Man Rescues Stranded Mama Bat and Her Baby and People Are Fascinated

Shutterstock / Hermann Moller

People are often surprised when they hear that my favorite animals are bats. These elusive night flyers may not be cute and cuddly like kittens or majestic athletes like dolphins, but they are fascinating animals who are extremely beneficial to our environment, both as pollinators and as one of the most efficient predators of mosquitoes (one of the few animals I would like to see go extinct—were it not for the fact that they feed so many bats). A little brown bat, for example, can eat up to one thousand mosquitoes in an hour!

Red bats are also insectivorous, though most of their diet consists of moths, like the pests known as gypsy moths and also tent moths. Either way—bats are our friends, and should be protected.

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Many bats struggle with taking off from the ground, and some cannot do it at all. It’s uncertain whether this is true for the red bat, who has been known to nest in leaf litter, but it’s definitely the case for this red bat, found in upstate New York by rescuers at a wildlife rehabilitation center.

Related: Bat Napping With Its Tiny Tongue Sticking Out Is Just Impossible to Resist

Eastern Red Bats

Eastern red bats are a common, arboreal species of bat that have a range that spread across most of eastern North America. The bat lives in trees from southern Canada to norther Mexico, and almost everywhere east of the Rockies. It’s not endangered, and is not suffering from some of the diseases currently decimating other bat populations. But that doesn’t mean that this individual specimen doesn’t deserve rescuing.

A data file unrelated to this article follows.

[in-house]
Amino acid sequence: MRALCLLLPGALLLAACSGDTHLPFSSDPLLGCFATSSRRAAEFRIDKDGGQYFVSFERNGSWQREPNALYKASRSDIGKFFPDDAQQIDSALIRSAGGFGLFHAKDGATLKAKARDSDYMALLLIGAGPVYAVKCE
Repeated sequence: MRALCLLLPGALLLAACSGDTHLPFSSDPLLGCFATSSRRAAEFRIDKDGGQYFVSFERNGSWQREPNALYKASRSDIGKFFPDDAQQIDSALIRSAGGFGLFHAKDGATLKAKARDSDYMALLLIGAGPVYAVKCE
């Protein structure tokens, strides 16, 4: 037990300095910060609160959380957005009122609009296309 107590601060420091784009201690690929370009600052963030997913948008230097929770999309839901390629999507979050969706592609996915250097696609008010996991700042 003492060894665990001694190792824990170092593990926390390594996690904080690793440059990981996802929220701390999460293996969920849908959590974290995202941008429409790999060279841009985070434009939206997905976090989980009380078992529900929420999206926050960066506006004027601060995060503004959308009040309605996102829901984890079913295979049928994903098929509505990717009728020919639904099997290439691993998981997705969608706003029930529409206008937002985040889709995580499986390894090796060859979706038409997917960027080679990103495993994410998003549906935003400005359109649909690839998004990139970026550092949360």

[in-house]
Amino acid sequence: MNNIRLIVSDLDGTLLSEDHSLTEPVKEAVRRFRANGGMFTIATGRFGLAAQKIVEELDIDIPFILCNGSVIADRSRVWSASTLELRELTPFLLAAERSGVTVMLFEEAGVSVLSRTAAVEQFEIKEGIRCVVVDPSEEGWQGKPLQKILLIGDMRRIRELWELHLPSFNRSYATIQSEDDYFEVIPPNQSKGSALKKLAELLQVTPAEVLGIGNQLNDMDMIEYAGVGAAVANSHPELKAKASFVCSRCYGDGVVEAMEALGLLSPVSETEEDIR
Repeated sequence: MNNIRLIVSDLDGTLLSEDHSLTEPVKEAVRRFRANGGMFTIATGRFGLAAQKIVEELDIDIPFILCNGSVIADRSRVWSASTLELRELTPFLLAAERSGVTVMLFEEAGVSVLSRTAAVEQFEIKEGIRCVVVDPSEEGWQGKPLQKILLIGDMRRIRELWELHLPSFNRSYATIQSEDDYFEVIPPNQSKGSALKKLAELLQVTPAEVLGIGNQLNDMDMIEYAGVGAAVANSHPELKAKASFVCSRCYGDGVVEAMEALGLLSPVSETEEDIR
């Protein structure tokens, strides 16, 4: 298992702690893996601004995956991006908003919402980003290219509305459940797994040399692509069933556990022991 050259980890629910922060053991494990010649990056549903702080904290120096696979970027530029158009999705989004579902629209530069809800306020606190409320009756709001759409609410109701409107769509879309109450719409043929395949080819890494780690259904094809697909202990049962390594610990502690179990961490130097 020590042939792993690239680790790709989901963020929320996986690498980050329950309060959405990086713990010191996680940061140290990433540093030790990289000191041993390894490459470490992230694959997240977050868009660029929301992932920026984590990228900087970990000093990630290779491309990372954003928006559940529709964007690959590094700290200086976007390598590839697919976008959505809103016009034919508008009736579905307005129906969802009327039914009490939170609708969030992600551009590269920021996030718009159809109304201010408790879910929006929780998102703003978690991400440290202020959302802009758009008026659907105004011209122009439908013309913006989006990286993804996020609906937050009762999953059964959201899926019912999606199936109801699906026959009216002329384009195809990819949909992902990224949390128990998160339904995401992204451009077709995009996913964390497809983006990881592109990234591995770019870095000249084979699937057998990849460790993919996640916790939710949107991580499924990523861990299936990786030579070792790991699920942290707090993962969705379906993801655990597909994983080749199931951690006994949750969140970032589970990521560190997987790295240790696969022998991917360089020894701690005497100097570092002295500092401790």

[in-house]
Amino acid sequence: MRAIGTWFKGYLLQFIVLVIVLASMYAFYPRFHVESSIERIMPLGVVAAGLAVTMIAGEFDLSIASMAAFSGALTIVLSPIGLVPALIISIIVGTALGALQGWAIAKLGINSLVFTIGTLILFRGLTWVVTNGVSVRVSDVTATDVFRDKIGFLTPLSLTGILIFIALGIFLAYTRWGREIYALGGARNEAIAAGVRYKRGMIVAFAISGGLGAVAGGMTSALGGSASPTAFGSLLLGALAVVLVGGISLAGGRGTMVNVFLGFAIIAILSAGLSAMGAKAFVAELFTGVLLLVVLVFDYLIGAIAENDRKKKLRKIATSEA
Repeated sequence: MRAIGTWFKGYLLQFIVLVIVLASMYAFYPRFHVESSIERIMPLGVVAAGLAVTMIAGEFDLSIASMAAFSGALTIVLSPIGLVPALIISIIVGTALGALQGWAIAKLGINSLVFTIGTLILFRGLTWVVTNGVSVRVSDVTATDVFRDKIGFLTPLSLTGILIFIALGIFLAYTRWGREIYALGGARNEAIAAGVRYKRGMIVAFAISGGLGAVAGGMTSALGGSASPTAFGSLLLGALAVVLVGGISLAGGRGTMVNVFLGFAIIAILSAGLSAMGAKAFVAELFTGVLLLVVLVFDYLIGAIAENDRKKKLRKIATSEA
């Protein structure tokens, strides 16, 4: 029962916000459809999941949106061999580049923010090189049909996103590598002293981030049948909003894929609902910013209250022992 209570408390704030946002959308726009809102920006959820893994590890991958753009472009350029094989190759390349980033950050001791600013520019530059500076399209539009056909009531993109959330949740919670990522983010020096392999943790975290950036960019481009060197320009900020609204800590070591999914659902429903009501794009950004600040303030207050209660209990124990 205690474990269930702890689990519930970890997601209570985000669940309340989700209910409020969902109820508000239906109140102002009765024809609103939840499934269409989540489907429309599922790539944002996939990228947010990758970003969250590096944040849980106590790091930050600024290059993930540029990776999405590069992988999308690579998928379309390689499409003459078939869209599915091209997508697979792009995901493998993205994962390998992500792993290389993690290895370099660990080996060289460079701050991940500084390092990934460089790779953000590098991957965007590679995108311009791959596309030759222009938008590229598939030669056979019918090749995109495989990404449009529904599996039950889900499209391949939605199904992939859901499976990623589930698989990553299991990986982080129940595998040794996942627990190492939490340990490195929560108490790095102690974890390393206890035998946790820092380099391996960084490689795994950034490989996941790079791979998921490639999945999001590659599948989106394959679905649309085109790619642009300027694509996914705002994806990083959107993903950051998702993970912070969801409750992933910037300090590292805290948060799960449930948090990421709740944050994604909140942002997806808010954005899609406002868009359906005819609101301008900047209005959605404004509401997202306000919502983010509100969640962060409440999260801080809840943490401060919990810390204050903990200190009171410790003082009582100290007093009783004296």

Eastern red bats are solitary creatures, and mother often travel with their babies in tow. Though many bats give birth to singletons or twins, they can have up to five babies in a litter, and it can be exhausting for such a little creature to fly with so much weight. Apparently, it is not uncommon to see these creatures drop out of the sky from pure exhaustion, and that is possibly what happened to the animal here.

The bat in this video has at least one baby and possibly more clinging to her body. If you look closely, you can see the tiny creatures arm and toes hanging on to momma for dear life.

Only Experts Should Handle Bats

Luckily, there was a pest control management professional nearby who could help this bat find a way to take off again. Though rabies is rare, it’s certainly not worth messing with, so if you have to deal with bats or any other wildlife, a professional is your best bet.

The man in this video is seen wearing thick gloves that make it safe for him to pick up and transfer the bat. He brings it to the side of a nearby tree, where it can properly cling.

Without this equipment, the best way to move a potentially injured—but possibly just tired—bat is to slide a branch under its body so it can cling to the bark, then wedge that branch into a tree to approximate a bat’s usual hang out spot. Bats find it far easier to take off from their usual hanging restful position.

The method worked in this case, and the bat did fly off, its baby in tow.

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